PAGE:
It’s important to get in early with multi-core optimizations, but how do you do that on an unfinished engine? What we did have was the core of the scenery and weather systems, and the AI and animation engine for the soldiers. After deliberation we felt that this was enough to give us meaningful results if not 100% accurate, and our findings could be verified later once the game had been completed. As a result of earlier work with Intel on the Total War* titles Napoleon* and Empire*, Creative Assembly already used Intel® Threading Building Blocks (TBB) to thread systems involving repetitive tasks such as the animation of combatants and ships. What we found was that in designing the next generation Total War engine Creative Assembly had had to rewrite some of these systems and while the new design was innovative, the multi core scaling we expected to see was not there.
We set aside an afternoon to investigate this using Intel® VTune™ Amplifier XE , a tool from Intel that lets you see exactly where execution time is being spent right down to individual instructions. We took samples using Intel® VTune™ Amplifier XE on a 2 core and a 4 core system to compare threading performance. What we found was puzzling at first. It seemed that there was a good percentage of threaded code in the engine still. On a 4 core Hyper-threaded system we were getting about 275% code execution (equivalent to 2.75 cores flat out) and on the 2 core HT system we were getting about 175% (equivalent to 1.75 cores running flat out) so there should have been some scaling but the frame rates were doggedly identical +/- less than 1%. Drilling down with VTune we found the problem pretty quickly. The Windows* function WaitForSingleObject(), used to prevent multiple threads accessing the same code at the same time, was oddly taking a significant portion of the execution time.
A deeper examination of the code showed that the threading optimizations in trees, weather and animation used linked lists to store items for processing by the graphics thread. While it appeared that each of the threads used its own list, an optimization in the list management code completely separate from the systems we were examining meant that ‘under the hood’ all the systems used the same global list. Consequently, all the threaded optimizations were being cancelled out by a single lock they all shared in the engine core. Once we removed the offending lock and provided true separate lists for each thread the scaling returned and we began to see up to 1.28X performance increase between the 2 systems.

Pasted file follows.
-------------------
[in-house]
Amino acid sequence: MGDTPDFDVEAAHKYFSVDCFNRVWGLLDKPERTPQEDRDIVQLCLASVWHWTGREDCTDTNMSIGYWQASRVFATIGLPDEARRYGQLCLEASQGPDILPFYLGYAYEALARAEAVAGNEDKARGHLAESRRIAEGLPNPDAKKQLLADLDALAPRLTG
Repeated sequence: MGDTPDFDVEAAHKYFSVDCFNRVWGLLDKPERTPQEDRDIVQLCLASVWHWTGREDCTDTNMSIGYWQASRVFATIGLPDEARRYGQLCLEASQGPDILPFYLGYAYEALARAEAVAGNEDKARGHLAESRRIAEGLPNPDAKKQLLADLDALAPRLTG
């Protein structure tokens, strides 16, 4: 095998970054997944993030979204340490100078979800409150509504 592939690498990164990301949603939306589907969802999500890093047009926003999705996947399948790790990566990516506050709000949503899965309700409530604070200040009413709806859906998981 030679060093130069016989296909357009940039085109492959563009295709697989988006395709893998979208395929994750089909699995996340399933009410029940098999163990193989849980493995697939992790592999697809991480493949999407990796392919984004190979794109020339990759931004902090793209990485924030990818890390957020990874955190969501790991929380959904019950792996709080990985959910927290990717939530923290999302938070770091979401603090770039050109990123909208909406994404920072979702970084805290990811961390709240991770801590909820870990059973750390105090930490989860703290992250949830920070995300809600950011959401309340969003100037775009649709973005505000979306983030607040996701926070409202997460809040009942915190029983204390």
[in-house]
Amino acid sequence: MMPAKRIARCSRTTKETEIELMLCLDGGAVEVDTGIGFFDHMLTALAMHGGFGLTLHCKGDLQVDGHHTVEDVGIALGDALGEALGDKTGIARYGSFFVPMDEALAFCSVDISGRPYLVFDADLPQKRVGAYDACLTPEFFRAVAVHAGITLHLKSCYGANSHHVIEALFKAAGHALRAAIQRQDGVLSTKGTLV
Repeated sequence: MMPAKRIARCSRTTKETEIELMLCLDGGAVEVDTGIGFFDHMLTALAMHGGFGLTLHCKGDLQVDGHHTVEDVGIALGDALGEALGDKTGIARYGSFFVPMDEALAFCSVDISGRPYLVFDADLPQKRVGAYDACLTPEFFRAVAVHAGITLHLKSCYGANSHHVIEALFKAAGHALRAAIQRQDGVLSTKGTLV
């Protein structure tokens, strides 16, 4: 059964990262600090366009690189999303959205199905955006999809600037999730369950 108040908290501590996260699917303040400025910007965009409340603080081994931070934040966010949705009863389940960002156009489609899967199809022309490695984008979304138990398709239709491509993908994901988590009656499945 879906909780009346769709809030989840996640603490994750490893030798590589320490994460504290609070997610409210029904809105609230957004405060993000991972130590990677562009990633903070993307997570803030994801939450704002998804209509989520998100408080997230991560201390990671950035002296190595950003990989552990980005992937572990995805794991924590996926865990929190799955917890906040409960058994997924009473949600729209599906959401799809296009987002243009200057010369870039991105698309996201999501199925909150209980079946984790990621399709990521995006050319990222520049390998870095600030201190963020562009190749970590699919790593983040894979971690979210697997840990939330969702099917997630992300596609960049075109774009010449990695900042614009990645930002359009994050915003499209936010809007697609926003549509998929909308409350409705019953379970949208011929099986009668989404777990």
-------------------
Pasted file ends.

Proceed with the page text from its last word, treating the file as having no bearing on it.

Once we had scaling, it was a fairly simple matter to periodically check it as the project progressed to watch for sudden losses. If we saw a sudden drop, then we could look at the code added over the last period and track down the problem fairly quickly.
One amusing event which occurred during the development deserves mention here. Although we had scaling as a result of the animation threading code, we would regularly see a drop off as battles progressed as shown figure 3.
Figure 3. 2 core versus 4 core frame rate over time. Graph showing the recorded framerate from Shogun 2 Total War after the global lock fix (vertical axis is frame rate, horizontal is in seconds). We were typically seeing 1.2X scaling through most of the battle, but as can be seen from the end of the trace the scaling always seemed to tail off.
Caution: Death can inhibit your frame rate!
This puzzle was eventually traced to an issue with corpses. In Shogun2 the corpses of the fallen stay in view on the battle ground. Once fallen, the corpses would still animate so they could be blown about by explosions and trampled by horses etc. A tiny error in the code meant that once a model was marked as dead, the animation code swapped to an old path which did not have the threading optimisations in it. The net effect was that as more men died and moved to the unthreaded animation system, the performance improvement dropped off. The fix to the corpse code was fairly minor, and once complete we were seeing a continuous scaling right through the thick of battle at about 1.2X improvement from 2 core to 4 core.